Pando

Wow. The defense of that sexist Stanford GSB video may be even more sexist than the video

By Sarah Lacy , written on April 5, 2017

From The Gender Wars Desk

Is it possible that Stanford doesn’t think it has a problem with sexism, because Stanford doesn’t actually know what sexism is?

About a month ago, I wrote a piece on just how badly Silicon Valley was reacting to the escalating conversation and allegations about sexism. I drew a link between the “boys will be boys” excuses we’ve heard around everything from Evan Spiegel’s college emails to the verdict in the Brock Turner rape case, and the scandals around Uber being dismissed because a 40-something-year-old man has tearfully said he needs to grow up.

In that piece, I linked to a pretty messed up video from Stanford’s Graduate School of Business that features the kind of over-sexualization you might expect from a fraternity, like scantily clad women having water fights. Michele Dauber-- the Stanford professor who has been leading the effort to recall the judge in the Turner case -- first brought the video to the media’s attention. In fact, a screen shot she posted from it was so rique, it was blocked by Twitter. Twitter!

Stanford can’t seem to decide if it’s outraged by this video or not. It’s been pulled down from the school’s official site, but the school’s written policies indicate it would have had to approve it in the first place. But let’s get back to Stanford in a minute.

In a recent article in UK’s The Independent, a spokesperson for the group who made the video showed exactly how such a bizarrely gender tone-deaf video was made by making an even more tone deaf justification of it.

Their statement:

We unequivocally stand in support of women's rights and disagree with the accusations that Unfinished Business promotes a culture of sexual assault or misogyny. We are deeply saddened that critics have conflated these terms with the consensual and positive sexuality portrayed by women and men alike in the video.  

While we stand by the video, its creators, and performers, we also recognise that we cannot control its narrative or its impact at large. Out of affection and respect for Stanford University, we've made the independent decision to take down the public video in order to not interfere with the serious steps that the university is taking to ensure that there is no tolerance for sexual assault on our campus.

Let’s unpack that for a moment, because there is a staggering amount of things that this group-- poised to enter the tech workforce at the highest levels once they graduate-- don’t seem to get about sexism.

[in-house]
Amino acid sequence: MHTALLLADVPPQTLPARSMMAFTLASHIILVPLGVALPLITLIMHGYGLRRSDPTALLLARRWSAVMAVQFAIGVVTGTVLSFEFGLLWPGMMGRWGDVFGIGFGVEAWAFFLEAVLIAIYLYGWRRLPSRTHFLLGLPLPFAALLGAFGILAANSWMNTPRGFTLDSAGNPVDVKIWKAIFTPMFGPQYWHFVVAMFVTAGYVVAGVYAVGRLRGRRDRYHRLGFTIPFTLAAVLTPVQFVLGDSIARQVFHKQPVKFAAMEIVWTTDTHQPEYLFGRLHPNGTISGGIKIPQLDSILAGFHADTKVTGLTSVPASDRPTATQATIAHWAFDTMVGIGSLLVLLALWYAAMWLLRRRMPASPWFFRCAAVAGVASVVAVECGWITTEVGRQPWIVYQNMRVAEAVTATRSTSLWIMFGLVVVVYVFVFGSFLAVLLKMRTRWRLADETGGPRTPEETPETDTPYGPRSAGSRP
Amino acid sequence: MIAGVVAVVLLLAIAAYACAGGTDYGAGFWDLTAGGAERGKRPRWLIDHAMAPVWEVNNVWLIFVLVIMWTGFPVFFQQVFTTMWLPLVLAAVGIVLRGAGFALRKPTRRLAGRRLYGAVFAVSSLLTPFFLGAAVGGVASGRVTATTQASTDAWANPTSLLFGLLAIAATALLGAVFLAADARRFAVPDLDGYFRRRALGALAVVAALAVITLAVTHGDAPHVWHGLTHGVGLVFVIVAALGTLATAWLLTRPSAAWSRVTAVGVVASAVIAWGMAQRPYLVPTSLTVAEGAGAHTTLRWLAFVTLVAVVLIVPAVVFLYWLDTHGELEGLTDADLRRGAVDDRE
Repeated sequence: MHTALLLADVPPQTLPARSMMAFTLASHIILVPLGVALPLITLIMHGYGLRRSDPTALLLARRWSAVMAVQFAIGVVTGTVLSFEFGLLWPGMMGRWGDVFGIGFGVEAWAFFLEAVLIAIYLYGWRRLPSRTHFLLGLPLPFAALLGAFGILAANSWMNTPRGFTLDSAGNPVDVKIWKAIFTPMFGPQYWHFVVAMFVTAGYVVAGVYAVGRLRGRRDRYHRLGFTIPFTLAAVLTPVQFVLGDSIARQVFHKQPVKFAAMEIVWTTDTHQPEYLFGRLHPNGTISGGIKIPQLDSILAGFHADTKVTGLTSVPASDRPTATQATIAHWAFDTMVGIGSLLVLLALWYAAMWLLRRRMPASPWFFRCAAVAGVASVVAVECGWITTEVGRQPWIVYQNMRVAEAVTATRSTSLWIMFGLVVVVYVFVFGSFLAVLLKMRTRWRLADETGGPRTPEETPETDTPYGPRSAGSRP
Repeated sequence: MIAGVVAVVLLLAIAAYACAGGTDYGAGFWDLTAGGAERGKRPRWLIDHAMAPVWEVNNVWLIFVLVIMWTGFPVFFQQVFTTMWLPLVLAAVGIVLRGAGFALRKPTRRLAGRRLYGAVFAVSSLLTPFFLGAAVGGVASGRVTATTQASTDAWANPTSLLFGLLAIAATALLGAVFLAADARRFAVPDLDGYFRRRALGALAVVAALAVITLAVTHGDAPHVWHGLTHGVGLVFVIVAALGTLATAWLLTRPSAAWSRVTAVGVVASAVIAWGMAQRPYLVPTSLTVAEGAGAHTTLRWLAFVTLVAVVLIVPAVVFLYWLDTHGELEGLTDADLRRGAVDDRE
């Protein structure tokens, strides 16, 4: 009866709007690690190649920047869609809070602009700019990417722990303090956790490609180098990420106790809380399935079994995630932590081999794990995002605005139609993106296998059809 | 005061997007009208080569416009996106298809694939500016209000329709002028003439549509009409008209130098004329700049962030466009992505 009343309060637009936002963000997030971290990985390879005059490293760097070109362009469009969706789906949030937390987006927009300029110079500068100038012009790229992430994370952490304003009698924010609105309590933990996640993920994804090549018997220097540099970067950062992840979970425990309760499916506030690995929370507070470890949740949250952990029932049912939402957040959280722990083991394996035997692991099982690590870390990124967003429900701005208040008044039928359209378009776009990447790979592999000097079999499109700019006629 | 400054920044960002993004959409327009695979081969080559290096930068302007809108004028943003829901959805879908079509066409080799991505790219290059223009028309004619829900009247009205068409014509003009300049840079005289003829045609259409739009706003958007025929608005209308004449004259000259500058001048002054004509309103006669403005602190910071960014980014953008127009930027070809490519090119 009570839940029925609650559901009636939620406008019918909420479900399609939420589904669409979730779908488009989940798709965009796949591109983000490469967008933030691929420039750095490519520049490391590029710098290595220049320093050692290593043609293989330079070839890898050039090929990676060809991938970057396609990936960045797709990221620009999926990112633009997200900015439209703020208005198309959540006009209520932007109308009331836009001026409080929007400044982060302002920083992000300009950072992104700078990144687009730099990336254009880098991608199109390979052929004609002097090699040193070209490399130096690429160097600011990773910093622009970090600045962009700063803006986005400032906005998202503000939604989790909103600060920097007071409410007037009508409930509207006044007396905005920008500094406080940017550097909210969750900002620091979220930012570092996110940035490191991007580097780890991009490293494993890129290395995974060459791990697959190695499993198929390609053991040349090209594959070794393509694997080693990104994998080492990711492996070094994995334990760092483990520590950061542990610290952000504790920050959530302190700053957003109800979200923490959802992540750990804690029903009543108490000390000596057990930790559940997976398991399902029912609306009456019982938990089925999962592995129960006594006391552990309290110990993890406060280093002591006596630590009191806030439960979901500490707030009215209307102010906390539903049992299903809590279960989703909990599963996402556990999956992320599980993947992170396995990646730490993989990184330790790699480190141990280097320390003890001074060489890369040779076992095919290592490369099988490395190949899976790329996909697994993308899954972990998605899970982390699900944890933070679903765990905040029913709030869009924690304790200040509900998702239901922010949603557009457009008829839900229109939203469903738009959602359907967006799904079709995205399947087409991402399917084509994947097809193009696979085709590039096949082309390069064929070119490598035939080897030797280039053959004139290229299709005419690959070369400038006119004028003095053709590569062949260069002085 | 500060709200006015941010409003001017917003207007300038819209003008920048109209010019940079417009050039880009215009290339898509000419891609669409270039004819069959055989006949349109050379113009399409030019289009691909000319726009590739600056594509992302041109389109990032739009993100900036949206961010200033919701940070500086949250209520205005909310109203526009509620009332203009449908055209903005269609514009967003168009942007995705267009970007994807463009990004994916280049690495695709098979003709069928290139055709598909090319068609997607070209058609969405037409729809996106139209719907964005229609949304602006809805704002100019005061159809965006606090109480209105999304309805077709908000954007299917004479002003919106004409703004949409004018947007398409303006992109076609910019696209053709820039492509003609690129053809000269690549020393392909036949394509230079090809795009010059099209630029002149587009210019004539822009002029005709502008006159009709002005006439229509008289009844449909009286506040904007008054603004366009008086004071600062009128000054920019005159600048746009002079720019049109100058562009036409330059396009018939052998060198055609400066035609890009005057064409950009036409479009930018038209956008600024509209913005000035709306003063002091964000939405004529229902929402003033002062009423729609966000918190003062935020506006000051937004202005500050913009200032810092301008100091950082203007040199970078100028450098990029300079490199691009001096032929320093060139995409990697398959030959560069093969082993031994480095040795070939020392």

1. When campus sexual assault or serious sexual misconduct affects 43% of Stanford undergrads, you don’t get to lump the sexualization of men and women into the same category to be treated equally. That’s like a lion producing a video of some gazelles and lions roasting on a spit and saying, “Well, we also depicted the lions as tonight’s dinner, how can the gazelles get mad?”
  2. The defense that “We cannot control its narrative or impact” is another version of a “it’s your problem/sorry if you were offended” defense used when women call out actions as sexist. More versions of the same: “feminists need a sense of humor” “Look, this culture isn’t for everyone” “She just wasn’t a cultural fit” etc. It’s a way of pushing the blame onto women and giving them the choice to “be cool” or leave.
  3. That’s a gross enough defense when it’s Uber or Zenefits making it, but at least those are ultimately private companies. Stanford is a school people go into debt to attend in order to gain entry into the greatest high growth industry on earth. In particular, a higher percentage of female entrepreneurs in tech seek MBAs than male entrepreneurs, because of the need to have a credential to gain competence points in an unfair world. To force on them a “Hey! We thought it was funny! We can’t control if a bunch of buzzkills were offended!” culture of sexism is just cruel.
  4. If this video is a parody-- another well-worn excuse in these situations-- what exactly is it parodying? That the tech world does treat women this way? That the bro era of Silicon Valley is part of the oversexualization of women in culture broadly? Is this a “parody” of how sexualized the Stanford Graduate School of Business actually is?
  5. The defense here is the “positive sexuality portrayed by women” in this video. What exactly does that mean? Why does a business school need to promote “positive sexuality of women?” Or a company for that matter? Is the argument that women will be sexualized no matter what in professional and educational worlds, so at least in ours they seem in on the joke? If that’s the view, that is a “culture of misogyny” by any reasonable or logical definition.

It’s comforting for Stanford loyalists to chalk this up to the also-familiar “few bad apples” defense. But Stanford strictly controls filming on campus. Here’s a link to the policy, which states that “Stanford’s name and marks may used only in connection with activities that meet high standards and are consistent with the University’s educational, research and related purposes” and makes clear that applies to all uses of the Stanford brand and logo including on branded merchandize such as t-shirts.